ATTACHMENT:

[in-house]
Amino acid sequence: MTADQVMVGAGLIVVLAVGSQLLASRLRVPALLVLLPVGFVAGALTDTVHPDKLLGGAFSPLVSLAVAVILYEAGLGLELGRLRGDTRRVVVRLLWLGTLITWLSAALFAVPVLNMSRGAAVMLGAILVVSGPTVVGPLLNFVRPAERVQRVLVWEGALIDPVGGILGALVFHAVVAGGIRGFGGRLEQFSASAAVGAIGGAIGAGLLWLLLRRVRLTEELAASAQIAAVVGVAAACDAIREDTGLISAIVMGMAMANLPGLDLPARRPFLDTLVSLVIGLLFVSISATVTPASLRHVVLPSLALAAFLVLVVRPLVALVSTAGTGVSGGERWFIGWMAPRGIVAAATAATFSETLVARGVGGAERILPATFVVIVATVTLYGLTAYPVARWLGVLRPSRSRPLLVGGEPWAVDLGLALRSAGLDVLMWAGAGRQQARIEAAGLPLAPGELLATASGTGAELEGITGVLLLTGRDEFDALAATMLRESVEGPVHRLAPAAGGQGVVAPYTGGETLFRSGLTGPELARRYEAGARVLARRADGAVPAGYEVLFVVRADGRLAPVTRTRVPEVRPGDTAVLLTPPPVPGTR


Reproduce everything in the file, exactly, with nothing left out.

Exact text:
[in-house]
Amino acid sequence: MTADQVMVGAGLIVVLAVGSQLLASRLRVPALLVLLPVGFVAGALTDTVHPDKLLGGAFSPLVSLAVAVILYEAGLGLELGRLRGDTRRVVVRLLWLGTLITWLSAALFAVPVLNMSRGAAVMLGAILVVSGPTVVGPLLNFVRPAERVQRVLVWEGALIDPVGGILGALVFHAVVAGGIRGFGGRLEQFSASAAVGAIGGAIGAGLLWLLLRRVRLTEELAASAQIAAVVGVAAACDAIREDTGLISAIVMGMAMANLPGLDLPARRPFLDTLVSLVIGLLFVSISATVTPASLRHVVLPSLALAAFLVLVVRPLVALVSTAGTGVSGGERWFIGWMAPRGIVAAATAATFSETLVARGVGGAERILPATFVVIVATVTLYGLTAYPVARWLGVLRPSRSRPLLVGGEPWAVDLGLALRSAGLDVLMWAGAGRQQARIEAAGLPLAPGELLATASGTGAELEGITGVLLLTGRDEFDALAATMLRESVEGPVHRLAPAAGGQGVVAPYTGGETLFRSGLTGPELARRYEAGARVLARRADGAVPAGYEVLFVVRADGRLAPVTRTRVPEVRPGDTAVLLTPPPVPGTR